On May 31, 2018, President Donald Trump announced on Twitter that he was pardoning Dinesh D’Souza. Back in 2014, the Washington Post reported that D’Souza was indicted for using straw donors to donate to a political campaign which violates campaign-finance laws.

A straw donor is someone who is given money, and then they donate it to a specific cause or person under their own name.

What is a pardon?

Article 2, Section 2 of the United States Constitution lists the Presidents pardoning power as such, “He shall have the power to grant Reprieves and Pardons for Offenses against the United States, except in Cases of Impeachment.” This Statement is saying that the President is allowed to forgive the person or do away with someone’s punishment if they believe the person was not deserving of the punishment they received.

President Trump’s tweet

President Trump tweeted earlier today that he would be pardoning D’Souza because he had been treated unfairly by the government. Pardoning is a necessary power for the president to have and it can be used to give a second chance to someone who deserves it, or release someone from a sentence or punishment that they do not deserve.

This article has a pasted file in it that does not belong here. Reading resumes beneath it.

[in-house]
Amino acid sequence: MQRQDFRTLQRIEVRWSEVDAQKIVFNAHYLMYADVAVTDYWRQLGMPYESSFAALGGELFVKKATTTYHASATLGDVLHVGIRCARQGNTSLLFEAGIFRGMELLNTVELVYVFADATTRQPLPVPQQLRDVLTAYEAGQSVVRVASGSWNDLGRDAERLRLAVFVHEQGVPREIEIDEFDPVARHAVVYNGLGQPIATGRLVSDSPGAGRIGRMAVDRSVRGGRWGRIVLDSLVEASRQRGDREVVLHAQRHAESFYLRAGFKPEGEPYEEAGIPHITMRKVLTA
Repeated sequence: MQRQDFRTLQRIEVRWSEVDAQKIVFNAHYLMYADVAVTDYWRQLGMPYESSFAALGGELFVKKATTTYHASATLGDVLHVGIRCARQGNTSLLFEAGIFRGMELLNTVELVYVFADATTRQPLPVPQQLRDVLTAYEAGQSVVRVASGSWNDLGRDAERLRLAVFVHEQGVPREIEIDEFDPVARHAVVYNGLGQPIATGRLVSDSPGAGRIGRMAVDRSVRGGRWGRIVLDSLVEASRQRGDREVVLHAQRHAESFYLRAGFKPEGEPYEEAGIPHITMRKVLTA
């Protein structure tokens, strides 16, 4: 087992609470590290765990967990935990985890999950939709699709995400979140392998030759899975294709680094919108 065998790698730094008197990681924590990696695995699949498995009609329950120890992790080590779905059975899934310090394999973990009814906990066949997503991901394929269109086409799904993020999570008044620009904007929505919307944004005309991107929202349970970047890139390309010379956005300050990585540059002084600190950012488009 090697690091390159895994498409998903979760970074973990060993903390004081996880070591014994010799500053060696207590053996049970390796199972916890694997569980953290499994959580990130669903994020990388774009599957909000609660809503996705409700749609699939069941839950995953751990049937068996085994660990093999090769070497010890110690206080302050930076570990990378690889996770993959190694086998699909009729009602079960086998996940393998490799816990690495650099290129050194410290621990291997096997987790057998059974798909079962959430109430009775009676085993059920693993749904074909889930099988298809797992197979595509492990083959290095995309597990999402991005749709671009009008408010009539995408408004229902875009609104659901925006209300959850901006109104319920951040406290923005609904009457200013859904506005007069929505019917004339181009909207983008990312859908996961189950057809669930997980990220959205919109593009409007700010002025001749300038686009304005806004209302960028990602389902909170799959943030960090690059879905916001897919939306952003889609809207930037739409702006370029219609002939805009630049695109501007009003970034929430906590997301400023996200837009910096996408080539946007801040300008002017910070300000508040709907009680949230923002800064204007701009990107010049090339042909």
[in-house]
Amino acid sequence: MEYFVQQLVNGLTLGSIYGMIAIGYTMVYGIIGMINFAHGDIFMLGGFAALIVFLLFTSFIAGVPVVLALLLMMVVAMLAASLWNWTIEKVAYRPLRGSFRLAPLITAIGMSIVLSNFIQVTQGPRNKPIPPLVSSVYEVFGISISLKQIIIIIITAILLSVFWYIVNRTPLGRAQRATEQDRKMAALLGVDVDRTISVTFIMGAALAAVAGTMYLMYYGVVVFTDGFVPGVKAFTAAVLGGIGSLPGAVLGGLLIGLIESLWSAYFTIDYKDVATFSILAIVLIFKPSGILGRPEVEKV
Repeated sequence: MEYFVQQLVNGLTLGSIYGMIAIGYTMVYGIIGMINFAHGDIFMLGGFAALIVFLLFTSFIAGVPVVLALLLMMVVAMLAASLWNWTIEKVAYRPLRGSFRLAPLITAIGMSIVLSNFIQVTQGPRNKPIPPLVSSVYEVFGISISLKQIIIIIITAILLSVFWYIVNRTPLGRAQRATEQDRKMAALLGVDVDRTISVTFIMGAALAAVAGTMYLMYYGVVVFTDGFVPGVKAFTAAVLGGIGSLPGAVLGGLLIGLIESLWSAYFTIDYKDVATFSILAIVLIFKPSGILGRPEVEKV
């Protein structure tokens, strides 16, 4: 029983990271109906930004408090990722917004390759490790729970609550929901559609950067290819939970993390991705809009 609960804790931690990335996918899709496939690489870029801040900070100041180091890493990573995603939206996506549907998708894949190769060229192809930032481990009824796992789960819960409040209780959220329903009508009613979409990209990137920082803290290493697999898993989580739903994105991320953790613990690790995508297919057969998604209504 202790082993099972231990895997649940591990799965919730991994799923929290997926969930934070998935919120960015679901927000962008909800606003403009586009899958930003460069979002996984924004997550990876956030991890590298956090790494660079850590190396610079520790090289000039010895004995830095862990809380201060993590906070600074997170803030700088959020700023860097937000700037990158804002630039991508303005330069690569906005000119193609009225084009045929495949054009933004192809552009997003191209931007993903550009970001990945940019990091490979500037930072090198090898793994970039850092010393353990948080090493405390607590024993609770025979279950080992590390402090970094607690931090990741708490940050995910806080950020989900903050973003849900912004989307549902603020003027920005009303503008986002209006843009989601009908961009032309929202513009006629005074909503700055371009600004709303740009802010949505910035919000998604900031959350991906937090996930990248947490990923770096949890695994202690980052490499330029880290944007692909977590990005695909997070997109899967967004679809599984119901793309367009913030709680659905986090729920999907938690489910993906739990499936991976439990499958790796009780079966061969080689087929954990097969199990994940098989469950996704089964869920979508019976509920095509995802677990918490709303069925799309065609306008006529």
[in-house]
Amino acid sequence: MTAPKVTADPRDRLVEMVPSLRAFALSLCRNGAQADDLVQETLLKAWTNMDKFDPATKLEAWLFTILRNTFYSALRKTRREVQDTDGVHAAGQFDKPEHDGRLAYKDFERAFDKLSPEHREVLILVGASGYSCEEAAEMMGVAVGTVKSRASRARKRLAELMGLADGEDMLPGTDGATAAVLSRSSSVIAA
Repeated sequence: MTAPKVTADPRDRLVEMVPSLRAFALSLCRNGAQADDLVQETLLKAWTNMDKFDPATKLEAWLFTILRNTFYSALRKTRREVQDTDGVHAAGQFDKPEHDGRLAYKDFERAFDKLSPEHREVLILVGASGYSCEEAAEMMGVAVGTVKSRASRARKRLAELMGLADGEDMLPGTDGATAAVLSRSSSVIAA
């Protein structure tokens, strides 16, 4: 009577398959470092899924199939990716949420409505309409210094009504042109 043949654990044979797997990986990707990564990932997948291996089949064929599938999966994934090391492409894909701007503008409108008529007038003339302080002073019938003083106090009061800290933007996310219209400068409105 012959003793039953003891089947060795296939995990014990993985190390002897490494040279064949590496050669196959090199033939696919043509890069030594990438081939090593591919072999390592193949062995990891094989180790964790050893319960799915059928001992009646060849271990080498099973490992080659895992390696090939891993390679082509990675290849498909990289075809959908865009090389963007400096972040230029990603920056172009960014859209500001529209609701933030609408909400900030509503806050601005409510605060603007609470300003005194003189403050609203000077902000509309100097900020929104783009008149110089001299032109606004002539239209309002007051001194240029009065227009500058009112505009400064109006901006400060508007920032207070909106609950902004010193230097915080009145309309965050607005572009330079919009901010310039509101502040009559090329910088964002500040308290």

However, in this particular case, there was no wrongful conviction. There was a man who committed a crime and admitted to doing so. According to the FBI, back in September of 2014 D’Souza pled guilty to a violation of federal campaign law.

He used straw donors to donate over $10,000 to Wendy Long’s Senate campaign in 2014.

The Manhattan federal court gave him a sentence of five years of probation, requiring that he spent the first eight months in a community confinement center. CNN also reported that the official White House statement about the pardon read that D’Souza was “a victim of selective prosecution for violations of campaign-finance laws,” and also that he had taken responsibility for his actions as well as completed community service.

Could there be more pardons in the future?

The New York Times reports that President Trump is also considering pardoning former Illinois Governor Rod Blagojevich, and Martha Stewart; both of whom made appearances on "The Apprentice," a show that President Trump used to host on NBC. CNN reported that the president said that former Governor Blagojevich had said something that was “stupid,” and that having an eighteen-year sentence was “really unfair.” The statement referred to an incident several years ago in which the former governor allegedly tried to use his political leverage to sell a vacant Senate seat.